I recently went to a district/ council key 3 meeting on the new program. that subject was brought up. The CE bluntly said that  we were to do anything to make the new program work. commenting that council /national were not going to be policing units if dens and patrols were coed. "it will morph into what it will morph into".  and we need to follow the Canadian and European model of scouting. I also asked about the new changes to G2SS. Never heard of it  and we will get back to you was the answer.

the direction is clear. at least he gave an honest answer.

 

 

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I have to disagree that the linked troops model won't work.  There are lots of examples already, maybe even some in your COs,  where there are distinctly separate parallel programs being run for boys and girls.  In my CO, a Catholic parish, we have girls basket ball and boys basketball, we have both boys baseball and girls softball, we have boys track teams and girls track teams, etc.  We find enough volunteers for all of these from amongst the parents and other interested parishioners.  We find enough financial resources for all these programs.  All of these programs operate under the umbrella of our CYO committee, which manages to allocate resources, like gym times, and costs, etc. in a way that leaves everyone more or less satisfied.

If our CO decides to go for a linked troop model, likely though maybe not this year, then I don't see any reason that we can't do the same.  Will there be things we have to work out, like making sure that both troops aren't trying to use the equipment at the same time?  Sure, but that's what already happens in those other programs,  it's clearly a relatively easily surmountable problem.  And let's be realistic, our troop for girls probably isn't going to be the same size as our troop for boys any time soon.  So no, we won't have to have double everything.  If we are ever fortunate enough to have double the number of young people in our CO who are reaping the benefits of scouting then that means that many more families working that much more to provide the resources necessary.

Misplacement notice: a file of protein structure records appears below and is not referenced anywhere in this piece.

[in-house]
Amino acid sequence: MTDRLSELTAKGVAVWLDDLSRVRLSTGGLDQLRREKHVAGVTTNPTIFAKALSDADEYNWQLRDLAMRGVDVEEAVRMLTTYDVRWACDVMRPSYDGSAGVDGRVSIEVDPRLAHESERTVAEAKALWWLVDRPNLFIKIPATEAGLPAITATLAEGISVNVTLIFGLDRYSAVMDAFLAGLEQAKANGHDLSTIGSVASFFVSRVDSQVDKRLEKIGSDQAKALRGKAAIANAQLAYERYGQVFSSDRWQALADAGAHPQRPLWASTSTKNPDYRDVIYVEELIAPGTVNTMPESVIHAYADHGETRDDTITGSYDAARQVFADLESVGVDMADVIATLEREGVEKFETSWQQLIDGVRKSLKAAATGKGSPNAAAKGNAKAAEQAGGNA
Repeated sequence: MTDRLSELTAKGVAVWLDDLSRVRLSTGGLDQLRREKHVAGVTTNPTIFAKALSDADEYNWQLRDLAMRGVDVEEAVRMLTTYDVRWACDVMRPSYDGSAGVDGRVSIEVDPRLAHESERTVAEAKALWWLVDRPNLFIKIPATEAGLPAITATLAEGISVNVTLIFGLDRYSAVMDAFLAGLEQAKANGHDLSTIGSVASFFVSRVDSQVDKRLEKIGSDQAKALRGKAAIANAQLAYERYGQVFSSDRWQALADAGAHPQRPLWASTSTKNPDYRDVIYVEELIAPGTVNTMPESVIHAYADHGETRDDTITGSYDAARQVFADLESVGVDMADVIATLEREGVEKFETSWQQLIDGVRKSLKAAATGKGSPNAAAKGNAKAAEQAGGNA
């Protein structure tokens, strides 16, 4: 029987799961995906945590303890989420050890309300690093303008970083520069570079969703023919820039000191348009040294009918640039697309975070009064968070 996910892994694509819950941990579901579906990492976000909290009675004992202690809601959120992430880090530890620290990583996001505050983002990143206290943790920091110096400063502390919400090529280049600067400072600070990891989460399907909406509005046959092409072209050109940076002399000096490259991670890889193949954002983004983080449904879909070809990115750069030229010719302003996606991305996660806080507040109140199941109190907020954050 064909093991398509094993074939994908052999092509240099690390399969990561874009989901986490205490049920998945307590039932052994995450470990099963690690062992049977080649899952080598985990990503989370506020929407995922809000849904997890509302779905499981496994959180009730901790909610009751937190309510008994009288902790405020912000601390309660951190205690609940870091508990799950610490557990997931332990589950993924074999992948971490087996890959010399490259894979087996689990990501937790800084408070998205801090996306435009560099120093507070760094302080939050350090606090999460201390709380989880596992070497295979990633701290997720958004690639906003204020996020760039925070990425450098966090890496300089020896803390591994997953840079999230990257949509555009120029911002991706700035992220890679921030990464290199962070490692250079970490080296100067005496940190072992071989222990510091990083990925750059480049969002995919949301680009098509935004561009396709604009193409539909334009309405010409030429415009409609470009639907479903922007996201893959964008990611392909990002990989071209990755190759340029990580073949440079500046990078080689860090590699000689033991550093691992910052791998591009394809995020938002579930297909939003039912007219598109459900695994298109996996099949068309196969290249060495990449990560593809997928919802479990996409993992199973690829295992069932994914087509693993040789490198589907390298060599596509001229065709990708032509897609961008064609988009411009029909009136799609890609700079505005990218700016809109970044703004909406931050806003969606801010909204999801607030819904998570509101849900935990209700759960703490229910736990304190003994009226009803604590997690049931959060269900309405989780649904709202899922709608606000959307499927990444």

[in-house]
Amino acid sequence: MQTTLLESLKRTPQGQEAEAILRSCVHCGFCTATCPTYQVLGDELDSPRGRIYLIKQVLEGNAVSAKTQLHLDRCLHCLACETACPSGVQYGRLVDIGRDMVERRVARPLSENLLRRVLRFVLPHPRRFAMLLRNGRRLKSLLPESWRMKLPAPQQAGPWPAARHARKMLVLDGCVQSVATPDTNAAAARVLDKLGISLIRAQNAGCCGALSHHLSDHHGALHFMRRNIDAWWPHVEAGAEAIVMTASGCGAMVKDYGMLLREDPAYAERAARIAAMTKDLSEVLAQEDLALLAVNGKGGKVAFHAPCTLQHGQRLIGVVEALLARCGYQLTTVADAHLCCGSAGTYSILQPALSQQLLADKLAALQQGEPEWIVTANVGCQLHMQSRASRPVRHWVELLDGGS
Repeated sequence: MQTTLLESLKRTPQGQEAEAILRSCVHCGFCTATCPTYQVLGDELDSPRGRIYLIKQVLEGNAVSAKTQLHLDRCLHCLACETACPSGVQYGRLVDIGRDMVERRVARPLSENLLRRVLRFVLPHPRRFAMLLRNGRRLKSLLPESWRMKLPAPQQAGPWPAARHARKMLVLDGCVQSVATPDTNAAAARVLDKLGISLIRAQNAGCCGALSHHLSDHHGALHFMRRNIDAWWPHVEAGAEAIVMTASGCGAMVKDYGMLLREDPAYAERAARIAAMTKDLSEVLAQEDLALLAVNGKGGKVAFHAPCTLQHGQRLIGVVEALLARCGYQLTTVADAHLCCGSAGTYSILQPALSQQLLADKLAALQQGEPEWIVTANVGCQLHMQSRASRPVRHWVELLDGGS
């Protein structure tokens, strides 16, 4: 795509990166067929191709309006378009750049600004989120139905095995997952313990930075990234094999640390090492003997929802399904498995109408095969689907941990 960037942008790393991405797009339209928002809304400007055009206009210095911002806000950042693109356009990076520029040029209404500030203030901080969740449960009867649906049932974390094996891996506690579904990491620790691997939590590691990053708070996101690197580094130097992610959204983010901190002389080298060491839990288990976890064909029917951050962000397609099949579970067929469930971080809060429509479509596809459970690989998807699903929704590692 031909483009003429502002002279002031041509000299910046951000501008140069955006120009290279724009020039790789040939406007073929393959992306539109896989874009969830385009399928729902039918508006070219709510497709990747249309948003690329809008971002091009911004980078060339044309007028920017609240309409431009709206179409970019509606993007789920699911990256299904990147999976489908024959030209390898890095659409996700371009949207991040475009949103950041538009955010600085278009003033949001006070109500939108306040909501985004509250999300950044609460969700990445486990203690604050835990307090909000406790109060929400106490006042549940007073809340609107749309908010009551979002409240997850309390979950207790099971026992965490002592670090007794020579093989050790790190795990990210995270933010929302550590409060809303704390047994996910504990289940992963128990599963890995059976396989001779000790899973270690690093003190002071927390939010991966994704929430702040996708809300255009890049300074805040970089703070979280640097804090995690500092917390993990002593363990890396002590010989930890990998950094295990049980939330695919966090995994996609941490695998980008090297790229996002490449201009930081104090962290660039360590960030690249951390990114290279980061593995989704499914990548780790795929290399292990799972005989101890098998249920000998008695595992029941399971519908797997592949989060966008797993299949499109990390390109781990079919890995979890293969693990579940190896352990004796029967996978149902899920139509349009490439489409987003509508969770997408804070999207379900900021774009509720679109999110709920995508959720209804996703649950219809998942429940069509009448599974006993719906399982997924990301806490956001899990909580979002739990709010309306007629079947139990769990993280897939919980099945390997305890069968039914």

What is unique about scouting that renders us incapable of running a parallel program when other programs manage to do just that?

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3 minutes ago, cchoat said:

All boy/all girl patrols would work for YPT purposes, but I see them also being "optional" in the future as well.

Agreed.  BSA would do best by letting units structure was they can make it work.  

  • BSA could suggestion single gender patrols are a possible choice.  It helps address different maturity levels.  But it's not required, especially if it means a scout is left out because there are not enough members of their gender. 
  • BSA could suggest single gender troops would be an option if it servers your charter org best.  

I just fear requiring it either leaves people out or forces a lot of extra work and extra confusion.

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Posted (edited)
9 minutes ago, T2Eagle said:

What is unique about scouting that renders us incapable of running a parallel program when other programs manage to do just that?

I agree with you.  It "can" work.  It needs more coordination.  I tried my best to use "many linked troops", but probably failed in places and left in a few absolutes.  

It can work so that's why I suggest BSA should let charter orgs choose how they want to structure.  COs choose single gender troops or mixed gender.  COs choose one troop or two troops.  etc etc.  This would allow your CO to have two completely separate single gender troops ... if that is how your CO wants to run it.